posted at: 02:28 | path: /Projects/Halloween/ToiletTerror | permanent link to this entry

Power issues

Every Halloween I have the same problem. Power. I have no power outlets in the front yard. I've been running power from the garage with a 100ft power cord and then distributing is across the yard. I have to wind the cable up and around the front walkway so that visitors don't trip over it. A number of Halloween prop makers use pneumatics to run their props. That would be cool but it is just out of my price range for the moment.

I did pickup a yard stake power distribution unit last year so I'll have to try it out. Regardless, the front yard will be covered with electrical chords.

posted at: 01:45 | path: /Projects/Halloween/Display | permanent link to this entry

Fri, 18 Sep 2009

One key is: If you intend to build props, Halloween shopping is a year round effort.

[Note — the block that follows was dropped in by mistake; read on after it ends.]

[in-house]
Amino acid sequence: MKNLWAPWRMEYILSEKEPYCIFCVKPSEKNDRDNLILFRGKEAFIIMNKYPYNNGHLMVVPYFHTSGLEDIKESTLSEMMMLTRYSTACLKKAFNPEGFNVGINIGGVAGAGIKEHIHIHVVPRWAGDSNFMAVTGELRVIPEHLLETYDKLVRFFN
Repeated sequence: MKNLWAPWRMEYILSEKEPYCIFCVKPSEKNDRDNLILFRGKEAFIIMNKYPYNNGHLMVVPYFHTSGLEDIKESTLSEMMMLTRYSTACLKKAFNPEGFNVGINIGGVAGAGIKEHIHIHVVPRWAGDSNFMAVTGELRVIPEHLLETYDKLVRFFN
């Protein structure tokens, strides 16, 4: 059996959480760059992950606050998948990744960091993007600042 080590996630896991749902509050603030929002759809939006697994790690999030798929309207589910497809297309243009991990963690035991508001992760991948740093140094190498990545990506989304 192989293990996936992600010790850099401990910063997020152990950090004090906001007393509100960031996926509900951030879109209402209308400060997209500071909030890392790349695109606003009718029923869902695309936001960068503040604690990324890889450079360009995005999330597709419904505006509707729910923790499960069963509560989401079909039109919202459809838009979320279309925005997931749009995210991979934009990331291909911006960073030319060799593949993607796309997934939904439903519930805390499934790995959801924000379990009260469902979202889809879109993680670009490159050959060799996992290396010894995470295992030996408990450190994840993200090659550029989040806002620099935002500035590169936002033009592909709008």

Buy at the end of season sales - Halloween *and* Christmas. Christmas decorations can be re-purposed for Halloween. (I think I like the term "re-purposed") If you're going to make props and merchandise is on deep discount, don't be afraid of buying something that is beaten up or might be broken. You're only going to tear it apart (or break it) yourself. If it's at full price but is obviously busted (I see this often at Big Lots), always ask for a discount. You'll probably get 10% without question but with the stipulation that you can't return it. This is win-win so don't feel shy. You get a discount and the store sells something that they otherwise couldn't sell. (don't expect to get a "broken" discount when things are already on a "no returns" clearance)